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The more EU money, the more people like Europe or can you buy EU love with money? EU Cohesion policy spending in regions and the perceptions of the European integration project


The EU spends roughly  100€ per citizen per year on regional funds, as part of EU Cohesion policy supporting territorial, economic and social cohesion across the EU’s territories. The funding is invested in creating jobs, improving infrastructure, organising trainings, cross-border cooperation projects. The Netherlands, for instance, was allocated €830 million for investment in fields such as research and innovation, urban development, environment and energy or SME support. In the 2007-2013 period, about €29 billion from the European Regional Development Fund (ERDF), of the main tools of, was spent for urban development and social infrastructure in cities. The initiatives supported included investments in deprived areas and support for economic growth, cultural heritage and strategy development. In the current 2014-2020 period, minimum 50% of the ERDF resources will target urban areas. Roughly €10 billion will be directly allocated to integrated strategies for sustainable urban development in about 750 cities.

The COHESIFY project funded by the Horizon2020 Framework Programme for Research and Innovation is investigating whether people in Europe are aware of the EU’s Regional Policy programmes or projects in their regions and in how far they identify with the EU. In particular, the project investigates how, on the one hand, (1) the ways in which the funding is used and its results communicated, and, on the other hand, (2) the characteristics of the regions where it is used (territorial, socio-economic, institutional), affect the ways in which citizens perceive the EU.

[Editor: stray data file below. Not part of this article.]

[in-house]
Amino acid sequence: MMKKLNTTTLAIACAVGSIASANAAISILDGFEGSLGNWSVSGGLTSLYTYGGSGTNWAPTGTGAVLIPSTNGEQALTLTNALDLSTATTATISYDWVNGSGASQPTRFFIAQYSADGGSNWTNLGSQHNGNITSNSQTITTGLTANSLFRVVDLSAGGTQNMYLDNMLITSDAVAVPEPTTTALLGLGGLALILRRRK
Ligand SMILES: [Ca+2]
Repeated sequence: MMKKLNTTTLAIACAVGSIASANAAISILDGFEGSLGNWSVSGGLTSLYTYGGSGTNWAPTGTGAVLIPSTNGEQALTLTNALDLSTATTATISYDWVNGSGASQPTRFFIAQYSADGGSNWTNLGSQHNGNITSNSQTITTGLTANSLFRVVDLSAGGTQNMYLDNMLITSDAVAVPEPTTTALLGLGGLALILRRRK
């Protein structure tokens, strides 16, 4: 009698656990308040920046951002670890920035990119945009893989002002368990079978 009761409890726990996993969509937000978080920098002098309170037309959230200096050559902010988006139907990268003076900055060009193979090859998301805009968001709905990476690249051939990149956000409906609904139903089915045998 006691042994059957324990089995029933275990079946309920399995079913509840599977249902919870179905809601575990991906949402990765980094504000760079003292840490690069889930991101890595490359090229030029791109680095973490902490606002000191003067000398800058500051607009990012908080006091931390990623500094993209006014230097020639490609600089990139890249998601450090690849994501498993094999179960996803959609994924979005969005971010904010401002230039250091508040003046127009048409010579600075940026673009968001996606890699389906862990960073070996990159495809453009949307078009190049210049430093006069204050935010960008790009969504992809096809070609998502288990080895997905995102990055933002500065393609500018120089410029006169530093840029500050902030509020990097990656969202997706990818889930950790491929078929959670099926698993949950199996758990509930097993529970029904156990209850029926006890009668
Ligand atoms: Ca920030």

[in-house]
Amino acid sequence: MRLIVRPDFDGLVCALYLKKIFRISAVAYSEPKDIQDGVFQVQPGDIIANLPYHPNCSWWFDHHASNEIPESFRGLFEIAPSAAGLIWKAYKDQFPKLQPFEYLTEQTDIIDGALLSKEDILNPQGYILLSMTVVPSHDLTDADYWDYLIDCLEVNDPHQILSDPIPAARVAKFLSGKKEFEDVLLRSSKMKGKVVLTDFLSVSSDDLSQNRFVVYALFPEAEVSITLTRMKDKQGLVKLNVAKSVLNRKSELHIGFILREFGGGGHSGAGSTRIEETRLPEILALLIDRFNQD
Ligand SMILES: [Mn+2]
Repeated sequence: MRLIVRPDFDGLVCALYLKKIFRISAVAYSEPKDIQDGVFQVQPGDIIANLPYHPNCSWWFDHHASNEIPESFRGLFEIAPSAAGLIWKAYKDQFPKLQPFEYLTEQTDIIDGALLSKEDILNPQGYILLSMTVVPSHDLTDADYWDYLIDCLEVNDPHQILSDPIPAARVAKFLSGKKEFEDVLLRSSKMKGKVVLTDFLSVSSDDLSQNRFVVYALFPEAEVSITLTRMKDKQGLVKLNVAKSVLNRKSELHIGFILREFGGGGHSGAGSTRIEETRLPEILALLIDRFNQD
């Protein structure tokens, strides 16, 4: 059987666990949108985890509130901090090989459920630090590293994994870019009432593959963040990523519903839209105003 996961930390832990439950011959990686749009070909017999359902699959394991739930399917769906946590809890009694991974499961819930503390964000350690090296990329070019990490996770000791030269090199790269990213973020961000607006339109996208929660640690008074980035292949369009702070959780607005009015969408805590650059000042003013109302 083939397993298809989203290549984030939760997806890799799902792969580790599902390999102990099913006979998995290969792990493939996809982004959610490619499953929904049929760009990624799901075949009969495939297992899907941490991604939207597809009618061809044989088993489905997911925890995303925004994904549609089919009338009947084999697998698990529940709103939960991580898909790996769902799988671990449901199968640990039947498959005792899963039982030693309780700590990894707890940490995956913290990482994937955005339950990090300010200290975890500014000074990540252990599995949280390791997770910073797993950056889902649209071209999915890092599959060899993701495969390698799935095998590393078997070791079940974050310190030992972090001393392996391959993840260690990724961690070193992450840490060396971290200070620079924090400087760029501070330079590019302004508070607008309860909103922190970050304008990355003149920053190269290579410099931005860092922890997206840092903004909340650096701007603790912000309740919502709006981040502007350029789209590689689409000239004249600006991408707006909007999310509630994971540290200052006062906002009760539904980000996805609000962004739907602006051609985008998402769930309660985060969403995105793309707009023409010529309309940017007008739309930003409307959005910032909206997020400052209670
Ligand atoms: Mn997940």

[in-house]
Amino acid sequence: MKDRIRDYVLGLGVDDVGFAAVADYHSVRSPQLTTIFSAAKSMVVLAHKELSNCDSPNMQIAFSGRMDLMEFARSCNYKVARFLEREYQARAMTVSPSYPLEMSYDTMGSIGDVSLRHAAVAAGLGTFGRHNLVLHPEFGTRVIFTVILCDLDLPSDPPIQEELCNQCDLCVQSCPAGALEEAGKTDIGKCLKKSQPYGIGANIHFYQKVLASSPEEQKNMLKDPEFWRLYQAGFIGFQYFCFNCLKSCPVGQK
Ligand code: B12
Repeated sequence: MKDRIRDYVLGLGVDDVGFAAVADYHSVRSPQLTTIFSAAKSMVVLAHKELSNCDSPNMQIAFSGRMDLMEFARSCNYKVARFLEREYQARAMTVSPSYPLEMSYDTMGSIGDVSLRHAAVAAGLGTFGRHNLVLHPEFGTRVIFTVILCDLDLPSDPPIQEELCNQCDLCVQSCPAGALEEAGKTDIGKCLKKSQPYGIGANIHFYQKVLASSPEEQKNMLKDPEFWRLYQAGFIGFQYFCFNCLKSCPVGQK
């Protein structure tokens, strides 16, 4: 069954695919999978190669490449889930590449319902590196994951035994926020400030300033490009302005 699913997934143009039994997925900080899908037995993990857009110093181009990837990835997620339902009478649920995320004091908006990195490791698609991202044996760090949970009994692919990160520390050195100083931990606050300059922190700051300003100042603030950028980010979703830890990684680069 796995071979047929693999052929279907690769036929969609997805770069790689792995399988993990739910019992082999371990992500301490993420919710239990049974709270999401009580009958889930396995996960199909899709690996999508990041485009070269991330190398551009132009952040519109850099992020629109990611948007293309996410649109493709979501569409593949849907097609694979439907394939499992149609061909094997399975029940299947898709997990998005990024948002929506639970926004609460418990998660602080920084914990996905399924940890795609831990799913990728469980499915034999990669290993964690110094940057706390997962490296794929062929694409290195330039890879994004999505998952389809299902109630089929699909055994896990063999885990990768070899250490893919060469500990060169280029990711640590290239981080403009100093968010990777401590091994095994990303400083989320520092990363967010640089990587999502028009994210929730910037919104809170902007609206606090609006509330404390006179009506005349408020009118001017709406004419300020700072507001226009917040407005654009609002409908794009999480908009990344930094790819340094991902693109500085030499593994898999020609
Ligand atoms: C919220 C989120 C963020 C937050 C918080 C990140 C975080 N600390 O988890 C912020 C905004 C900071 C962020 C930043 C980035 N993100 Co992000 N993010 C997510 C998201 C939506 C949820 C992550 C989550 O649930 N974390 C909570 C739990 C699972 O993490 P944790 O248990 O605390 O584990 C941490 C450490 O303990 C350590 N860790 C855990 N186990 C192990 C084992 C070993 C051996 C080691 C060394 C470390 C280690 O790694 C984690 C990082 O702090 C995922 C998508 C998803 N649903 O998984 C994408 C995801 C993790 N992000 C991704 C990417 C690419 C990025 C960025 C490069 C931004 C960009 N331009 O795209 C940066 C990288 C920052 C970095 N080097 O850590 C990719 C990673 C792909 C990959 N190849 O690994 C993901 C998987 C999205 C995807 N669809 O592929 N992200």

For two years, a consortium of 8 partner universities across Europe and 2 SMEs – among them a team from the TU Delft’s Faculty of Architecture and the Built Environment (Urbanism and OTB) – is conducting multi-disciplinary research on the topic. In the current context of Brexit and discussions on the future of Cohesion Policy at European level, the project is very much needed to give orientation and guidance to politicians and policy-makers at the European, national and regional levels. One of the main objectives is to better understand the relationship between the levels of EU-funding received in certain regions and the level of support to the European Union achieved. For example, Wales and Cornwall in the United Kingdom, is a relatively peripheral region that lags in economic development, and thus also one of the so-called “net-beneficiary regions”, receiving more money from the European Union’s Cohesion policy funds than what it pays. Despite this, the Welsh and Cornish citizens have voted “leave” this summer. Why? Has the use of the EU funds been ineffective or perhaps have the results gone unnoticed by the wider public? With nationalism on the rise in many European countries, there is a growing concern whether the European Union is still reaching its citizens today and whether the money is well spent in this respect. Therefore, one of the fields of interest will also be to analyse the communication campaigns on EU Regional funding that were conducted in numerous regions.

The recent consortium meeting at Warsaw University, on 7-8 December 2016, was an opportunity to discuss first results from this research and prepare ground for in-depth case studies that will be carried out in 2017, including one on the Netherlands carried out by the TUD team. As part of this case study we will focus on two Dutch provinces with very different territorial settings and structures for governance of EU funding: Limburg, heavily engaged in cross-border cooperation programmes; and Flevoland, which has been the Dutch region benefiting from the most significant allocations of EU funds.




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